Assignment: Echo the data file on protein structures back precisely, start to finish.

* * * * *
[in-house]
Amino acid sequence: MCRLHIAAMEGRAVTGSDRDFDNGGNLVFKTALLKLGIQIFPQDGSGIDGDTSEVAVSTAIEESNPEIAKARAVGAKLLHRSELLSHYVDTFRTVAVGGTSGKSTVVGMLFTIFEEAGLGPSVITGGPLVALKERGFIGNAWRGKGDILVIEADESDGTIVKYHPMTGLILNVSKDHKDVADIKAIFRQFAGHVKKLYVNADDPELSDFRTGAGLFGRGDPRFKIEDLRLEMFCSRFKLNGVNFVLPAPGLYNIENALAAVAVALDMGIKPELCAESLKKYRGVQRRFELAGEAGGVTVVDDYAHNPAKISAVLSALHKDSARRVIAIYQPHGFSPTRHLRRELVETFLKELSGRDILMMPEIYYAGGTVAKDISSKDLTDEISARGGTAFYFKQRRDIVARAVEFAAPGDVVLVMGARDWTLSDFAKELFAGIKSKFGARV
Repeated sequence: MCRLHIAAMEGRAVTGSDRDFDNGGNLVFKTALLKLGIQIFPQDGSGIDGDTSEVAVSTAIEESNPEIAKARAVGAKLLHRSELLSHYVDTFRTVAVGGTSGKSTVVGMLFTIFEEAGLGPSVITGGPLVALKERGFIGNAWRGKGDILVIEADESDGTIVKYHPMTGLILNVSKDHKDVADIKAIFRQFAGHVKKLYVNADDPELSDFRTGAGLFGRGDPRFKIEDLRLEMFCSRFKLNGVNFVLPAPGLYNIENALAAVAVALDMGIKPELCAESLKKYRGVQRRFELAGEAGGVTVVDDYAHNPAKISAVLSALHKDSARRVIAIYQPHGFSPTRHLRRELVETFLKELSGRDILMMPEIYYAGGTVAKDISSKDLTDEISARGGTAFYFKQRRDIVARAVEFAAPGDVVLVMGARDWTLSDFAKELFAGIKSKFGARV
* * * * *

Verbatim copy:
[in-house]
Amino acid sequence: MCRLHIAAMEGRAVTGSDRDFDNGGNLVFKTALLKLGIQIFPQDGSGIDGDTSEVAVSTAIEESNPEIAKARAVGAKLLHRSELLSHYVDTFRTVAVGGTSGKSTVVGMLFTIFEEAGLGPSVITGGPLVALKERGFIGNAWRGKGDILVIEADESDGTIVKYHPMTGLILNVSKDHKDVADIKAIFRQFAGHVKKLYVNADDPELSDFRTGAGLFGRGDPRFKIEDLRLEMFCSRFKLNGVNFVLPAPGLYNIENALAAVAVALDMGIKPELCAESLKKYRGVQRRFELAGEAGGVTVVDDYAHNPAKISAVLSALHKDSARRVIAIYQPHGFSPTRHLRRELVETFLKELSGRDILMMPEIYYAGGTVAKDISSKDLTDEISARGGTAFYFKQRRDIVARAVEFAAPGDVVLVMGARDWTLSDFAKELFAGIKSKFGARV
Repeated sequence: MCRLHIAAMEGRAVTGSDRDFDNGGNLVFKTALLKLGIQIFPQDGSGIDGDTSEVAVSTAIEESNPEIAKARAVGAKLLHRSELLSHYVDTFRTVAVGGTSGKSTVVGMLFTIFEEAGLGPSVITGGPLVALKERGFIGNAWRGKGDILVIEADESDGTIVKYHPMTGLILNVSKDHKDVADIKAIFRQFAGHVKKLYVNADDPELSDFRTGAGLFGRGDPRFKIEDLRLEMFCSRFKLNGVNFVLPAPGLYNIENALAAVAVALDMGIKPELCAESLKKYRGVQRRFELAGEAGGVTVVDDYAHNPAKISAVLSALHKDSARRVIAIYQPHGFSPTRHLRRELVETFLKELSGRDILMMPEIYYAGGTVAKDISSKDLTDEISARGGTAFYFKQRRDIVARAVEFAAPGDVVLVMGARDWTLSDFAKELFAGIKSKFGARV